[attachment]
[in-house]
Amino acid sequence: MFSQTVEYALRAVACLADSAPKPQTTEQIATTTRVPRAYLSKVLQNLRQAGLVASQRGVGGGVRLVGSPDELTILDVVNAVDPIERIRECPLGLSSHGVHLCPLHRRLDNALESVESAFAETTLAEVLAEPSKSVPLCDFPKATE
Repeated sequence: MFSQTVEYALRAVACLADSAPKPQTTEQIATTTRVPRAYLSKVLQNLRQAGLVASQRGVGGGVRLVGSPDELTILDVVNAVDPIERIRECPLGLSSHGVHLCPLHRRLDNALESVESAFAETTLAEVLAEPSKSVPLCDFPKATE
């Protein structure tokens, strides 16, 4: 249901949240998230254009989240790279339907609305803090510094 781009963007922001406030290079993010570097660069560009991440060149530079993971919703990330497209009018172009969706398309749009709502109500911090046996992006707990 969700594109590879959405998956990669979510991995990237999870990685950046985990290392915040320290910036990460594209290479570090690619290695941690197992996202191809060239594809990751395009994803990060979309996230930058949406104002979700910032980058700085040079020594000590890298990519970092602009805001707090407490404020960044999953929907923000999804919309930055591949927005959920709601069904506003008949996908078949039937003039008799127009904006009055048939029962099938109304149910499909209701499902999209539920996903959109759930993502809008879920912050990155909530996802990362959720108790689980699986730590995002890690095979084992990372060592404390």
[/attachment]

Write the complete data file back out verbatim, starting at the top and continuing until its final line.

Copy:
[in-house]
Amino acid sequence: MFSQTVEYALRAVACLADSAPKPQTTEQIATTTRVPRAYLSKVLQNLRQAGLVASQRGVGGGVRLVGSPDELTILDVVNAVDPIERIRECPLGLSSHGVHLCPLHRRLDNALESVESAFAETTLAEVLAEPSKSVPLCDFPKATE
Repeated sequence: MFSQTVEYALRAVACLADSAPKPQTTEQIATTTRVPRAYLSKVLQNLRQAGLVASQRGVGGGVRLVGSPDELTILDVVNAVDPIERIRECPLGLSSHGVHLCPLHRRLDNALESVESAFAETTLAEVLAEPSKSVPLCDFPKATE
């Protein structure tokens, strides 16, 4: 249901949240998230254009989240790279339907609305803090510094 781009963007922001406030290079993010570097660069560009991440060149530079993971919703990330497209009018172009969706398309749009709502109500911090046996992006707990 969700594109590879959405998956990669979510991995990237999870990685950046985990290392915040320290910036990460594209290479570090690619290695941690197992996202191809060239594809990751395009994803990060979309996230930058949406104002979700910032980058700085040079020594000590890298990519970092602009805001707090407490404020960044999953929907923000999804919309930055591949927005959920709601069904506003008949996908078949039937003039008799127009904006009055048939029962099938109304149910499909209701499902999209539920996903959109759930993502809008879920912050990155909530996802990362959720108790689980699986730590995002890690095979084992990372060592404390």